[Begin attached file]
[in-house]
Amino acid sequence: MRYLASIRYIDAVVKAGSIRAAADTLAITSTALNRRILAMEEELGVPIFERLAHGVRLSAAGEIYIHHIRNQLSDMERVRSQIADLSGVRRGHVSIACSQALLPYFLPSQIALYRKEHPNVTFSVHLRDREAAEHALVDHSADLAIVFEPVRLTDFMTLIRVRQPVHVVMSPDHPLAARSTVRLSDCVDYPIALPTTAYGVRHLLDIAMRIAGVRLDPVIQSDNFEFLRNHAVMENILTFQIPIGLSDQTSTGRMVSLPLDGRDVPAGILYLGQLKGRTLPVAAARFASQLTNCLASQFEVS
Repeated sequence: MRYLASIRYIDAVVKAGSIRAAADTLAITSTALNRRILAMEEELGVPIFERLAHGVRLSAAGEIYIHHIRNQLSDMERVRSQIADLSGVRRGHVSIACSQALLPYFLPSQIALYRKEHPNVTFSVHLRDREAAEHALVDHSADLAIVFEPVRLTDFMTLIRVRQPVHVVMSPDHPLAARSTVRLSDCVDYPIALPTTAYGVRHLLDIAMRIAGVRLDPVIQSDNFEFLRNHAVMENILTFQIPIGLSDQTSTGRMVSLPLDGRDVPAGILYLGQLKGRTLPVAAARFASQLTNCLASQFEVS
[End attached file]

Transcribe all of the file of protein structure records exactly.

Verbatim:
[in-house]
Amino acid sequence: MRYLASIRYIDAVVKAGSIRAAADTLAITSTALNRRILAMEEELGVPIFERLAHGVRLSAAGEIYIHHIRNQLSDMERVRSQIADLSGVRRGHVSIACSQALLPYFLPSQIALYRKEHPNVTFSVHLRDREAAEHALVDHSADLAIVFEPVRLTDFMTLIRVRQPVHVVMSPDHPLAARSTVRLSDCVDYPIALPTTAYGVRHLLDIAMRIAGVRLDPVIQSDNFEFLRNHAVMENILTFQIPIGLSDQTSTGRMVSLPLDGRDVPAGILYLGQLKGRTLPVAAARFASQLTNCLASQFEVS
Repeated sequence: MRYLASIRYIDAVVKAGSIRAAADTLAITSTALNRRILAMEEELGVPIFERLAHGVRLSAAGEIYIHHIRNQLSDMERVRSQIADLSGVRRGHVSIACSQALLPYFLPSQIALYRKEHPNVTFSVHLRDREAAEHALVDHSADLAIVFEPVRLTDFMTLIRVRQPVHVVMSPDHPLAARSTVRLSDCVDYPIALPTTAYGVRHLLDIAMRIAGVRLDPVIQSDNFEFLRNHAVMENILTFQIPIGLSDQTSTGRMVSLPLDGRDVPAGILYLGQLKGRTLPVAAARFASQLTNCLASQFEVS